The lack of affordable housing remains a daunting reality for the entire U.S. Meanwhile, rising construction costs, supply chain issues, labor shortages and the prospect of higher interest rates will make it increasingly difficult to secure capital and build new affordable housing.
Multi-Housing News reached out to Bryan Dickson, managing director of affordable originations at NewPoint Real Estate Capital, to learn about some of the challenges of assembling a capital stack for financing affordable housing. Dickson, who joined the firm about a month ago, was previously a director at Citi Community Capital. Prior to Citi, he was Affordable Housing Policy and Products Director at Freddie Mac.
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What are your goals in your new role?
Dickson: I joined NewPoint to leverage the NewPoint platform to help create a leading provider of debt and equity capital to the affordable housing development community in the U.S. We are creating a complete suite of products and solutions to serve our clients. We will leverage new processes, structures and technology to accomplish our goals and to serve the needs of the market.
Our expertise in agency lending, in addition to propriety lending solutions, such as bridge lending, taxable and tax-exempt private placements, permanent lending, and preferred equity financing will enable us to provide new opportunities and alternatives for affordable housing developers and investors.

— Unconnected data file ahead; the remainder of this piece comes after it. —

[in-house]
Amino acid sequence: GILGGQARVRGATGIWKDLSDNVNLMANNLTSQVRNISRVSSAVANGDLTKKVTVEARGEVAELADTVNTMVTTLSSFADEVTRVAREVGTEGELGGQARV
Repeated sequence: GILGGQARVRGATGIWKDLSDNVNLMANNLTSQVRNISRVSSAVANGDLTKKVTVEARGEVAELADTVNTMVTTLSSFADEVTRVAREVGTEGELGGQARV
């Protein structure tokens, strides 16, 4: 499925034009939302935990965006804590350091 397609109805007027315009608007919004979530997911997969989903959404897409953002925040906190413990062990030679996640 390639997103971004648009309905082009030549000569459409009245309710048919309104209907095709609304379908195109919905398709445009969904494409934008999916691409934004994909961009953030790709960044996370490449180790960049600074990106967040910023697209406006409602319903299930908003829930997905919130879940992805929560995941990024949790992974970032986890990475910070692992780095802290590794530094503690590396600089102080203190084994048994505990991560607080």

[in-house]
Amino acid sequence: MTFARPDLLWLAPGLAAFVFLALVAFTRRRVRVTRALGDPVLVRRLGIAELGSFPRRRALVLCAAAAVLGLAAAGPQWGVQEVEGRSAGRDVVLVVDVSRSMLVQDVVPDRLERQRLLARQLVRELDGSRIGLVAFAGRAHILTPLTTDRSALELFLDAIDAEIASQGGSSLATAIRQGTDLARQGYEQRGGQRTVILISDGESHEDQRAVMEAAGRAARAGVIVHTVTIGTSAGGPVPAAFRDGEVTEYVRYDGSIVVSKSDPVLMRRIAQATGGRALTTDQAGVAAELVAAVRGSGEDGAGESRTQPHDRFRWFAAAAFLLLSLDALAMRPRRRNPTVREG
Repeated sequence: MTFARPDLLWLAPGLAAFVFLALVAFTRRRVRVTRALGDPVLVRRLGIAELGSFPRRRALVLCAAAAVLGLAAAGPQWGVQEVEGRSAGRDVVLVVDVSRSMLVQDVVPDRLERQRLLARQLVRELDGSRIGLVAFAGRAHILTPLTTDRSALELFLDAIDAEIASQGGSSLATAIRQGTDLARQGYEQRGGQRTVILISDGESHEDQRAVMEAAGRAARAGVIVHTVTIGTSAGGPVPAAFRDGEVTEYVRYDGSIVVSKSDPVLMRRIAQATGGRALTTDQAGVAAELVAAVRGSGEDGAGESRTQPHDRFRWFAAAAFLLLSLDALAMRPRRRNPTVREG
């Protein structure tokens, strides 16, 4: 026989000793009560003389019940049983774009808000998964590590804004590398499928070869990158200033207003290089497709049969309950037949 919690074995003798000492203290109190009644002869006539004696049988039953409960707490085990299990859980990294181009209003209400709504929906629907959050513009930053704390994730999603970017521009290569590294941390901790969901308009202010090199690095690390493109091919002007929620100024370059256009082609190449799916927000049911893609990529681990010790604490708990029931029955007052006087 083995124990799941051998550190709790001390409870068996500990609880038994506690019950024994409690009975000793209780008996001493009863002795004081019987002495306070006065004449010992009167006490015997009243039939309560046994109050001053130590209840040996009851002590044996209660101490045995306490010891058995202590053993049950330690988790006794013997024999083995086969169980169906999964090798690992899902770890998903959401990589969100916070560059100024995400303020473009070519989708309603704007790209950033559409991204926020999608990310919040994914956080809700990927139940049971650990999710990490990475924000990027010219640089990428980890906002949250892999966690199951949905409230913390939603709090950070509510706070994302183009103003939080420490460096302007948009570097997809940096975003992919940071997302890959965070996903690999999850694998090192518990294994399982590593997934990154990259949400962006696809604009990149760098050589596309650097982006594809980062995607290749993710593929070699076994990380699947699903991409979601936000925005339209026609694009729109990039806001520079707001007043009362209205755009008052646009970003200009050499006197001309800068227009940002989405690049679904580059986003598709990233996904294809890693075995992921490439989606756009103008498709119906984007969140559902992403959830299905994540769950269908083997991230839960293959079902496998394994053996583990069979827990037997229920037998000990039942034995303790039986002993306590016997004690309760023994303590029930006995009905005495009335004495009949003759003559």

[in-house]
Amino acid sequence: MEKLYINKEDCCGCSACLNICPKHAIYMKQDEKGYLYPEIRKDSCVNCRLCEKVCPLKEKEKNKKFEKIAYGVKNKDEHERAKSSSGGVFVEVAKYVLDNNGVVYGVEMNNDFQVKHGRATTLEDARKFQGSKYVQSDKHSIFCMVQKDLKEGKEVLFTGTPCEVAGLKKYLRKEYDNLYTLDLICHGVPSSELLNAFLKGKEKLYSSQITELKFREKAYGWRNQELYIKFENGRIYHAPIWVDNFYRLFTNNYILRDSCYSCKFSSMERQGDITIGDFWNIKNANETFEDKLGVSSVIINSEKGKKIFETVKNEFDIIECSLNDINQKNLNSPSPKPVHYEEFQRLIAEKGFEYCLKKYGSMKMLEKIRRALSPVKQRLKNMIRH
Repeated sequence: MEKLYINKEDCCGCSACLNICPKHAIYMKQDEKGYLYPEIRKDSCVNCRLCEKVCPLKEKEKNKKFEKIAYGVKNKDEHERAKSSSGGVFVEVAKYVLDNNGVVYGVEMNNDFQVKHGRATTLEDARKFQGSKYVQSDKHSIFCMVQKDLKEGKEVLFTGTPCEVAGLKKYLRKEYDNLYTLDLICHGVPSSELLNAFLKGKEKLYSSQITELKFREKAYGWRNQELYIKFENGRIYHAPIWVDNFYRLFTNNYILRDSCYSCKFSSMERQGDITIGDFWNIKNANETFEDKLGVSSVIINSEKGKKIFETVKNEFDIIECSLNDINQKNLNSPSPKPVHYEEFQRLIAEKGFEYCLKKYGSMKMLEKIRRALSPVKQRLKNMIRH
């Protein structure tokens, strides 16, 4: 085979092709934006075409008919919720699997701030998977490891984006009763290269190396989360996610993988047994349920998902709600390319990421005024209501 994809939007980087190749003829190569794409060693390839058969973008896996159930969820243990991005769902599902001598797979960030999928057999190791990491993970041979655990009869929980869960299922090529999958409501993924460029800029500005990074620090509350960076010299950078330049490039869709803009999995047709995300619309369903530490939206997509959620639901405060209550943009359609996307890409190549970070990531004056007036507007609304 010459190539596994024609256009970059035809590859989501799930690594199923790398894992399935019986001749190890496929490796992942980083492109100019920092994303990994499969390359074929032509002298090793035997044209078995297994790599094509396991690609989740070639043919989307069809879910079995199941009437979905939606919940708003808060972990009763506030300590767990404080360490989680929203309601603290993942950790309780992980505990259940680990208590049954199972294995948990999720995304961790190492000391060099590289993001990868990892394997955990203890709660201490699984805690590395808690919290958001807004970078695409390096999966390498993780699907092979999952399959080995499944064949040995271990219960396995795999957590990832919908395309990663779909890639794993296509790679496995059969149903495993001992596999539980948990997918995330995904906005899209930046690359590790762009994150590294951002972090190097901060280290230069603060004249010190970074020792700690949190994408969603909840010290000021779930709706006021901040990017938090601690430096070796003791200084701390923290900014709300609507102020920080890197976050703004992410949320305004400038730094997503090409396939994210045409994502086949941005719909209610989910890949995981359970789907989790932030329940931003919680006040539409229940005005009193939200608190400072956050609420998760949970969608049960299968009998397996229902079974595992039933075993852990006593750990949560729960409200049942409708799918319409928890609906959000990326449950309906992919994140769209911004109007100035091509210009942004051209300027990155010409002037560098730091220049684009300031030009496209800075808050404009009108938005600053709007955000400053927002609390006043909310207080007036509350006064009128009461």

The creation and preservation of affordable housing nationwide is core to our mission, and we have set our sights extremely high and have assembled a talented team from across the industry to make a lasting impact in the affordable housing finance sector.
How do you view the current state of the affordable housing crisis across the country?
Dickson: The pandemic continues to present uncertainty and significant challenges to our country, and specifically with low-income renters as real estate prices and apartment rents have increased around the country. This has placed more pressure on an already acute need for affordable housing.
Low-income wage earners are struggling as households have lost income, rents are increasing, and inflation has taken hold on the economy. With low-income renters in distress, there has been concern about families not paying rent and being displaced. Federal and state governments have intervened, implementing stimulus payments, expanded unemployment benefits, and eviction moratoriums that helped prevent large-scale tenant displacement.
In addition, the Build Back Better legislation, should it pass in some form, will represent the most significant expansion of spending for affordable housing ever to be contained in a single piece of legislation. The expansion of affordable housing programs will come when our nation critically needs additional tools to help those suffering the most.
The Build Back Better agenda includes several financing solutions to encourage affordable housing development. In your opinion, how effective are these incentives?
Dickson: We won’t know how effective these incentives will be until they are applied, and we look back after some period.